By Jeff Todd
GENESEE, Colo. (CBS4) - A Jefferson County Sheriff's deputy doesn't know how long her path to recovery will take or if she'll need surgery, but she's hoping the crash that broke her arm can get other drivers to slow down.
"I feel very fortunate; I think somebody above is probably looking out for me. Well not probably, they are. It could have been a lot worse," said Deputy Sheila Kirin.
She was with a partner Wednesday night when they were responding to dozens of crashes on eastbound Interstate 70 between Genesee and C-470.
"I didn't know I was going to get struck. There were multiple car pileups going eastbound on I-70 and I had just pulled the car from westbound to eastbound. I was in the, we would call, the fast lane," Kirin said.
She was walking down the hill on the left side of I-70 to check on drivers involved in a pileup when she heard her partner shout her name.
"I heard him yell my name and I turned towards him and then I was struck. I didn't see the car coming," Kirin said. "I actually saw the vehicle that hit me, the guy stuck his head out the window and he was asking if I was okay. We had a conversation. I told him to stay in his car. I told him that he needed to stay right there and then I went to see if there was anyone else injured in the other vehicles."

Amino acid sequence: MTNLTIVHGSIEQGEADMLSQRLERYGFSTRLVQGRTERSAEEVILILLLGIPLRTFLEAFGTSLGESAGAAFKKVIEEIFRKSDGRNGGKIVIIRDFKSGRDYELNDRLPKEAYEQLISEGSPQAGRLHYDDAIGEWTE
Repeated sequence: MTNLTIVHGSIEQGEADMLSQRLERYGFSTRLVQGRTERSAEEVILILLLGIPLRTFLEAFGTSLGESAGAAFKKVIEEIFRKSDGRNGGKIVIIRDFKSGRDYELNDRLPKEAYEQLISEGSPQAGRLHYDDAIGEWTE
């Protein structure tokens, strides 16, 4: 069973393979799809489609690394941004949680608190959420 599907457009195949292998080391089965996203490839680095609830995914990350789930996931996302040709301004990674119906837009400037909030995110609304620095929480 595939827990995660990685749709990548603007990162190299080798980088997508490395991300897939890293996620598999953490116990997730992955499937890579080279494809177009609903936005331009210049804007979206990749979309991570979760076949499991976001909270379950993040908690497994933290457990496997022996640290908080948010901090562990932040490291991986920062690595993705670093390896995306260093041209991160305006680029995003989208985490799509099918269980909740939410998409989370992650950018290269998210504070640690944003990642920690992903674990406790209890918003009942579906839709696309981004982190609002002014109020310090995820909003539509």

"Her first priority wasn't about her, it was about the other people that were there, and that's incredible bravery and incredible dedication," said Jefferson County Sheriff Jeff Shrader.
The driver of the car that hit Kirin stayed for a short time, and then took off.
"I was furious, I was furious. I mean, you hit me and then you leave," Kirin said. "I mean, he was going way too fast for conditions and I don't think he was paying attention to what he was coming up on."
"This is really the fault of the driver and there wasn't anything Sheila could have done that would have rendered herself any more safe," Shrader said.
Robert Landsperg, 62, was arrested early Thursday morning.
He's charged with four misdemeanors including careless driving and failure to remain at the scene of an accident.
"People need to slow down. I mean it was very dangerous out there, it was very slippery," Kirin said.
Jeff Todd joined the CBS4 team in 2011 covering the Western Slope in the Mountain Newsroom. Since 2015 he's been working across the Front Range in the Denver Headquarters. Follow him on Twitter @CBS4Jeff.
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